Susan Gluck Mezey, Ph.D., J.D., is a professor of political science at Loyola University, Chicago. She is former director of Loyola’s Women’s Studies Program and chair of the 1999 Forum on the Child. She is the author of Pitiful Plaintiffs: Child Welfare Litigation and the Federal Courts; No Longer Disabled: The Federal Courts and the Politics of Social Security Disability; In Pursuit of Equality: Women, Public Policy, and the Federal Courts; and Children in Court: Public Policymaking and Federal Court Decisions. Her articles have appeared in Law & Policy, Journal of Politics, American Politics Quarterly, Rutgers Law Review, Women and Politics, Judicature, Policy Studies Review, Family Law Quarterly, and Policy Studies Journal.
The Americans with Disabilities Act (ADA) of 1990 was intended to send a clear message to society that discrimination on the basis of disability is unacceptable. As with most civil rights laws, the courts were given primary responsibility for implementing disability rights policy.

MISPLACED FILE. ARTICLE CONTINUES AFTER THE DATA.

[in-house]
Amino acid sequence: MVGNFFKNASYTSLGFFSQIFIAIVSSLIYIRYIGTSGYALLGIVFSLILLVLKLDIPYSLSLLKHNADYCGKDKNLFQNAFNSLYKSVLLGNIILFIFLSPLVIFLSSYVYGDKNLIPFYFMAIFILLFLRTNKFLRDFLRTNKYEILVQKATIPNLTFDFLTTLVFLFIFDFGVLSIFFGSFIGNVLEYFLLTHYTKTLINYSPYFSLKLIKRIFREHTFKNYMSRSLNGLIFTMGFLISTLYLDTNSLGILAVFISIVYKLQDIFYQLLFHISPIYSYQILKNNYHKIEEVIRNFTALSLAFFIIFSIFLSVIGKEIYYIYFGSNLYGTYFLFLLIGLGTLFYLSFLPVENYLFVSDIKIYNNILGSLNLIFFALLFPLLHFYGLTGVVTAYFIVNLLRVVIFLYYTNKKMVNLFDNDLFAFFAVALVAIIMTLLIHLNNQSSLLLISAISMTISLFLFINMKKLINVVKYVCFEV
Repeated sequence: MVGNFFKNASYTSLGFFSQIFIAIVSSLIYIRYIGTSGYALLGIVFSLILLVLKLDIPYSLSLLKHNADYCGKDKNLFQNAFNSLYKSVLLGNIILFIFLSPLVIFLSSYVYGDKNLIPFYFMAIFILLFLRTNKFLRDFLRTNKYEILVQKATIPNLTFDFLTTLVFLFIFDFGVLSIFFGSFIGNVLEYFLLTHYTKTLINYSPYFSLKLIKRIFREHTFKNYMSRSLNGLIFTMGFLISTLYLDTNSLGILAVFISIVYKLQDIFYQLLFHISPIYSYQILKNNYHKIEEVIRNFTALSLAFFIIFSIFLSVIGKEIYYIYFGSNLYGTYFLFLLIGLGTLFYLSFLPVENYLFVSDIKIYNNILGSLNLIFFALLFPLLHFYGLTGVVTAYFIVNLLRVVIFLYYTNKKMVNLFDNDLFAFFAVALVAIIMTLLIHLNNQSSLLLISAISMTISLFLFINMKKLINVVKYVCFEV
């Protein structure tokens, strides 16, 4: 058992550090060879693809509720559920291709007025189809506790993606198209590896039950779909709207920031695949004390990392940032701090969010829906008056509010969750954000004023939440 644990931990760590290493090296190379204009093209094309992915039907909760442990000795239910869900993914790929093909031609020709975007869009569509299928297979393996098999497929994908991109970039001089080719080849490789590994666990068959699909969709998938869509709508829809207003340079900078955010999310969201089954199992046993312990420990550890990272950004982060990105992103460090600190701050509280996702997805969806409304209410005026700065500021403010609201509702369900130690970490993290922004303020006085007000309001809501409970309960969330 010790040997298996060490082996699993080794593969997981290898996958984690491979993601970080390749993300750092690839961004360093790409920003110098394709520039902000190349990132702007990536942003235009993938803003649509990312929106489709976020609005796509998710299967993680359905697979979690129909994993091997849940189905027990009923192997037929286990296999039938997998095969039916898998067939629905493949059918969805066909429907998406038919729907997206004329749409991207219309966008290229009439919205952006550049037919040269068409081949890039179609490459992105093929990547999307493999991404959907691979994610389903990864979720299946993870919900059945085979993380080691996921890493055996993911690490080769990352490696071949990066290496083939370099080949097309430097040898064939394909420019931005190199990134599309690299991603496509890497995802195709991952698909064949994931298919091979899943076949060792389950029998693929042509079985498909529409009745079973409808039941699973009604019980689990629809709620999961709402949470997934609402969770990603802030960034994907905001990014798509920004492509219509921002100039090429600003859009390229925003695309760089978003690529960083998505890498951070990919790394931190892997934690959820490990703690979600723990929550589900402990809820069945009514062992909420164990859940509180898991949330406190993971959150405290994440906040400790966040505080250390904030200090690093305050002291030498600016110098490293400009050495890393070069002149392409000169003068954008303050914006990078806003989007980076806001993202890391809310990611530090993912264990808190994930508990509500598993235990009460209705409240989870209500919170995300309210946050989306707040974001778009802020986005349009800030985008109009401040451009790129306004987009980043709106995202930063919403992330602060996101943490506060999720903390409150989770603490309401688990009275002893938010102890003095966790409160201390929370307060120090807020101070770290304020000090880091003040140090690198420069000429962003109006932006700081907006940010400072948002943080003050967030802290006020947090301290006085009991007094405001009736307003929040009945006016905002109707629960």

Mezey argues that the act has not fulfilled its potential primarily because of the judiciary's “disabling interpretations” in adjudicating ADA claims. In the decade of litigation following the enactment of the ADA, judicial interpretation of the law has largely constricted the parameters of disability rights and excluded large numbers of claimants from the reach of the law. The Supreme Court has not interpreted the act broadly, as was intended by Congress, and this method of decision making was for the most part mirrored by the courts below. The high court's rulings to expand state sovereign immunity and insulate states from liability in damage suits has also caused claimants to become enmeshed in litigation and has encouraged defendants to challenge other laws affecting disability rights. Despite the law's strong civil rights rhetoric, disability rights remain an imperfectly realized goal.